Zhang's attitude is hubris on a large scale
I was astonished and dismayed at Zhang Yimou's assertion that the Beijing opening ceremony, touted as the largest in Olympic history, is unlikely to be surpassed by London or any other host city in the next decade ('Director doubts extravaganza can be topped', August 10).
It is hubris on a large scale, slightly reminiscent of David Cameron's 'I am the king of the world' comment after winning the Oscar for Titanic. Grand though the opening was, it is a mistake to equate scale with excellence. I would be very surprised if the London planners will recruit 15,000 performers for their opening. Parading several thousand people in perfect symmetry and synchronicity across a huge stadium is something the world has come to associate with large populous states like China. I could not help thinking of the Xian Terracotta Warriors as I was watching it, all there in their thousands in fealty to their emperor. As other observers have commented it verged on the kitsch. Somehow things seem a little out of balance when there are more performers in the opening ceremony than there are athletes competing in the Games.
Perhaps London can redress this imbalance. Zhang should be reminded that much can change in four years. The technological advances that allowed him to execute large parts of the Beijing opening might very well be old hat by 2012. Who knows what technological wonders the Brits will have in their tool kit - if they need them. Though Sydney was smaller, what it lacked in scale it more than made up in its creativity. The memorability and poignancy of Kathy Freeman standing proudly with the Olympic torch in front of the water cascade remains a standard against which others may be measured. And in terms of music Zhang definitely needs a moment of humble self reflection.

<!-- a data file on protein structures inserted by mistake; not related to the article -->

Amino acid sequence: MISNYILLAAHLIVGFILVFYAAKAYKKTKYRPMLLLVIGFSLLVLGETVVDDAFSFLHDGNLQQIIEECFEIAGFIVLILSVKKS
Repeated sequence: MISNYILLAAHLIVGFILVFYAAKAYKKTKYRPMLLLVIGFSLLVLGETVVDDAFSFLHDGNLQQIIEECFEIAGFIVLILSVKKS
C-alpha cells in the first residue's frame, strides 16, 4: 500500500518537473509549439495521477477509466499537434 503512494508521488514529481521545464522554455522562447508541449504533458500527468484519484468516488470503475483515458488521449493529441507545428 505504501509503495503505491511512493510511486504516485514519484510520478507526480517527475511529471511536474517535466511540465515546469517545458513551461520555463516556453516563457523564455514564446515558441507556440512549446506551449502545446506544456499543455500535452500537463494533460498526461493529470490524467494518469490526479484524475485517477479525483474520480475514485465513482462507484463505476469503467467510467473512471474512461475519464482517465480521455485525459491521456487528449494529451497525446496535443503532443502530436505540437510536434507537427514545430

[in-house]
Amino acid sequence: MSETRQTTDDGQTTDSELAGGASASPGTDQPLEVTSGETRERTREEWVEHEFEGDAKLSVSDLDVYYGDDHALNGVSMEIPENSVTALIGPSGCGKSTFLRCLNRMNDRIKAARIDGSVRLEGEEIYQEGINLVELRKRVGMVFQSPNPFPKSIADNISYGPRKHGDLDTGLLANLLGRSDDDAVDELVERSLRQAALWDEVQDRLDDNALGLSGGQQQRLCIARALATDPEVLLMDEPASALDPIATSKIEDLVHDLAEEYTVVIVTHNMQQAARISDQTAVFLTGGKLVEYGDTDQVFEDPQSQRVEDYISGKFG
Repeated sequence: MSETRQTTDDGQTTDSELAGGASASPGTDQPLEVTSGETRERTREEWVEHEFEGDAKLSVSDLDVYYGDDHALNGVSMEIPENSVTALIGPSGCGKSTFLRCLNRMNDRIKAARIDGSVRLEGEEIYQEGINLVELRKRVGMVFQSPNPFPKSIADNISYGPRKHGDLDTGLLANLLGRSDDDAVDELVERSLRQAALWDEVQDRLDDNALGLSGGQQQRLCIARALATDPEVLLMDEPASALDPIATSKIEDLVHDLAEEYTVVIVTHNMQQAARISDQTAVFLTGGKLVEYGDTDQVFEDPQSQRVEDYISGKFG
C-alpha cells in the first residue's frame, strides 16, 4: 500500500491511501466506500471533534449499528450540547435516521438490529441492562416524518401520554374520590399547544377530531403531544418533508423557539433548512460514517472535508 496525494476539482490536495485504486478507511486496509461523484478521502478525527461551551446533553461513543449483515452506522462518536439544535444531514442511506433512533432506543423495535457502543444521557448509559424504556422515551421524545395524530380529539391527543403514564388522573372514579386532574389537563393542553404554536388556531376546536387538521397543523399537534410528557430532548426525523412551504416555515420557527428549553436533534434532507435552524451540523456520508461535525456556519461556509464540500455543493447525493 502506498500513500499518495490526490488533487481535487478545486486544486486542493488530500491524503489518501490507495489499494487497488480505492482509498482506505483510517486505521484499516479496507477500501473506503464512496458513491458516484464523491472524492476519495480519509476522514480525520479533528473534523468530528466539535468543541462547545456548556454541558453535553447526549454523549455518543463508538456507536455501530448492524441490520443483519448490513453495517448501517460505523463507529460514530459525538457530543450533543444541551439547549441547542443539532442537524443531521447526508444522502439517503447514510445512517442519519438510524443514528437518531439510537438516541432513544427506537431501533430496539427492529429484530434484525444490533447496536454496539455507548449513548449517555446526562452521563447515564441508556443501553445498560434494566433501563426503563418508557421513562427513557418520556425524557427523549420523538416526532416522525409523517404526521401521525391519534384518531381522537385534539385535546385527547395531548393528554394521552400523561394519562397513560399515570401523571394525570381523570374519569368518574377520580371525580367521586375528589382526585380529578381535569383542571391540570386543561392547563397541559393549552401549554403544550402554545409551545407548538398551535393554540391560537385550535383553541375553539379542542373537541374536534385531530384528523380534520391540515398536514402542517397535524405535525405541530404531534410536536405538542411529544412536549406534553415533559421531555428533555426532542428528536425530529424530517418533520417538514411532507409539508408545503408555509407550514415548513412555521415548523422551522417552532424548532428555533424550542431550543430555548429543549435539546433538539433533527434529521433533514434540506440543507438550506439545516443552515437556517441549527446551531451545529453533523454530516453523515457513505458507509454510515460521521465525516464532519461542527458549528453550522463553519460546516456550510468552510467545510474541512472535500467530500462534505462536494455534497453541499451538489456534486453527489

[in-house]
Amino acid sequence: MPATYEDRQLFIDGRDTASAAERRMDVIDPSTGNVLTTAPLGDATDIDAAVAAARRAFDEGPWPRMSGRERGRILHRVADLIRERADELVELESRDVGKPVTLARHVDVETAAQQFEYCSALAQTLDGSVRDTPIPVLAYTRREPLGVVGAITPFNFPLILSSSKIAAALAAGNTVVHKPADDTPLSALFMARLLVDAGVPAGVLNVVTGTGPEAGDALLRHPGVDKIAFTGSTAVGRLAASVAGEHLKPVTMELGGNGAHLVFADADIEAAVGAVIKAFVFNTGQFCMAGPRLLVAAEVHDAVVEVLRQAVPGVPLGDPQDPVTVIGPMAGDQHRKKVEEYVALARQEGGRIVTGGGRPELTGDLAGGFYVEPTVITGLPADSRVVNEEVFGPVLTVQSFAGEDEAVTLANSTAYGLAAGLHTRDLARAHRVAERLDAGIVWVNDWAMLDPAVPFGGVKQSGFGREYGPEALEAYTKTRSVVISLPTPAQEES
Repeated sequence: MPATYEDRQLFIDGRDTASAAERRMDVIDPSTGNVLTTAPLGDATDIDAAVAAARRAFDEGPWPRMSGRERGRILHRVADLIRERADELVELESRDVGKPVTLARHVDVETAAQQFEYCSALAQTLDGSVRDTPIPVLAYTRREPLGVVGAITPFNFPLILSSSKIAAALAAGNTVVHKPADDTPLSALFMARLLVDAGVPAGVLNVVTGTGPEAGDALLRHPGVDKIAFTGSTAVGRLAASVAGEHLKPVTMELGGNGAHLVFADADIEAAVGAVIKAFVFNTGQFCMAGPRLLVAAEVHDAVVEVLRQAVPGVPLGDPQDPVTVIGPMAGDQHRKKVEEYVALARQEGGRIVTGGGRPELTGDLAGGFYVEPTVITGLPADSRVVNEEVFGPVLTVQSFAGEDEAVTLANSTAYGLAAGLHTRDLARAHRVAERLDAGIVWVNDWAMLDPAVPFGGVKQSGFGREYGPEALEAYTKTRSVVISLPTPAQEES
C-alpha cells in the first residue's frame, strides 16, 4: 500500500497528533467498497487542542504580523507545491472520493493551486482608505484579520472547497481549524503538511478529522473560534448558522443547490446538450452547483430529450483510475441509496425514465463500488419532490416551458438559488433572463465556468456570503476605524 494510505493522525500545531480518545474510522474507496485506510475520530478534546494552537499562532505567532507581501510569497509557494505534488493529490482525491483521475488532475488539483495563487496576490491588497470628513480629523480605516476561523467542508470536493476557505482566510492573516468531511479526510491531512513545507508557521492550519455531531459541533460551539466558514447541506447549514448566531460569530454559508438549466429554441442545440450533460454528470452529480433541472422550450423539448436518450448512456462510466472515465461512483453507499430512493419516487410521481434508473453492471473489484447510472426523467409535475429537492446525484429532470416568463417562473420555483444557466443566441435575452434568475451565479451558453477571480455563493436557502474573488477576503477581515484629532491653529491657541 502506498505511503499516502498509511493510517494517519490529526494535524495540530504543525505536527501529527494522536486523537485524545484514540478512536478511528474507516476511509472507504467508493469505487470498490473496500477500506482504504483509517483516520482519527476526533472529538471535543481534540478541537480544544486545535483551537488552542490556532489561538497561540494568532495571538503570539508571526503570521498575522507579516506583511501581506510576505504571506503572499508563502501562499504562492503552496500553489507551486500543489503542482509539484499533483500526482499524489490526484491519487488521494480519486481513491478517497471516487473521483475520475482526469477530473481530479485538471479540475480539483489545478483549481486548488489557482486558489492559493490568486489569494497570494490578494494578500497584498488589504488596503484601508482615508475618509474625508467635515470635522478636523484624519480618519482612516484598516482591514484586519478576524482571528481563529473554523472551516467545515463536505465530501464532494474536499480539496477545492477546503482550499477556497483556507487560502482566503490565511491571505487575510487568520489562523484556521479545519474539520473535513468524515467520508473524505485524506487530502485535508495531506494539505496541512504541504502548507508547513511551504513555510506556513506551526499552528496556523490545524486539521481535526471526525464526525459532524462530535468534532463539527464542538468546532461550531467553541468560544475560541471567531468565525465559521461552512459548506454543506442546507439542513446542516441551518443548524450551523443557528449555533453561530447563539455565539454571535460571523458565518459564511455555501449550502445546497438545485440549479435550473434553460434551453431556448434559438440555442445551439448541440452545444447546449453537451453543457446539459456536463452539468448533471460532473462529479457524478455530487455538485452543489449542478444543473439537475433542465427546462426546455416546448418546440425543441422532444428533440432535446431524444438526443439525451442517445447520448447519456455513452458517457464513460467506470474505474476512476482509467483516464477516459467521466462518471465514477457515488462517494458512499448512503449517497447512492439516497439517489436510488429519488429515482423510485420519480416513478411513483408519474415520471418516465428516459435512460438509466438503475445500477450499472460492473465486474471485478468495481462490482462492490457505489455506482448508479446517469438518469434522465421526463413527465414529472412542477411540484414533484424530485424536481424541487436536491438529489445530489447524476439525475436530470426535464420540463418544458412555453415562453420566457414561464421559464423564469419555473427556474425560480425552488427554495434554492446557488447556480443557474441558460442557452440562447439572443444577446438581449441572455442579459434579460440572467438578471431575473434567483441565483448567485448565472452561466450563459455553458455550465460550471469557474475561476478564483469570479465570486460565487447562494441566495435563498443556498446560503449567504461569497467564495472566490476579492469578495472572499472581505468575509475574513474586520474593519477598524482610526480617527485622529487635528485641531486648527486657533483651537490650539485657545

Over the last several decades some brilliant pieces of music, fanfares and inspirational songs have arisen from Olympic opening ceremonies. True, most of these pieces of music would have had no place in a Chinese celebration, but I doubt very much if the Beijing Olympics anthem will reside on the world stage of great pieces of Olympic music. Shouldn't Zhang, and shouldn't we all, accept Beijing for what it was?
The opening was great, it was unique, it was Chinese and nothing went wrong. Isn't that enough?
Trevor Lunn, Quarry Bay
Moving appeal for harmony
We have waited for a century and prepared for nearly a decade, and the 2008 Olympics finally got underway in Beijing. Directed by Zhang Yimou , the opening ceremony focused on the theme of 'harmony'. The performances reflected this message of unity. Chinese music and traditional Chinese art showed the whole world the importance of Chinese culture.
The organisers of the show were innovative and they had obviously taken a great deal of care in preparing for the ceremony. Children held umbrellas and stood around a giant globe, again emphasising the message of harmony, not just harmony between traditional culture and new technology, but the harmony between nations and regions.
It was an excellent curtain-raiser for what I hope will be an excellent Games.
Kate Wong Ka-yi, Tung Chung
Just a little thing I noticed regarding television coverage of the opening ceremony of the Olympics.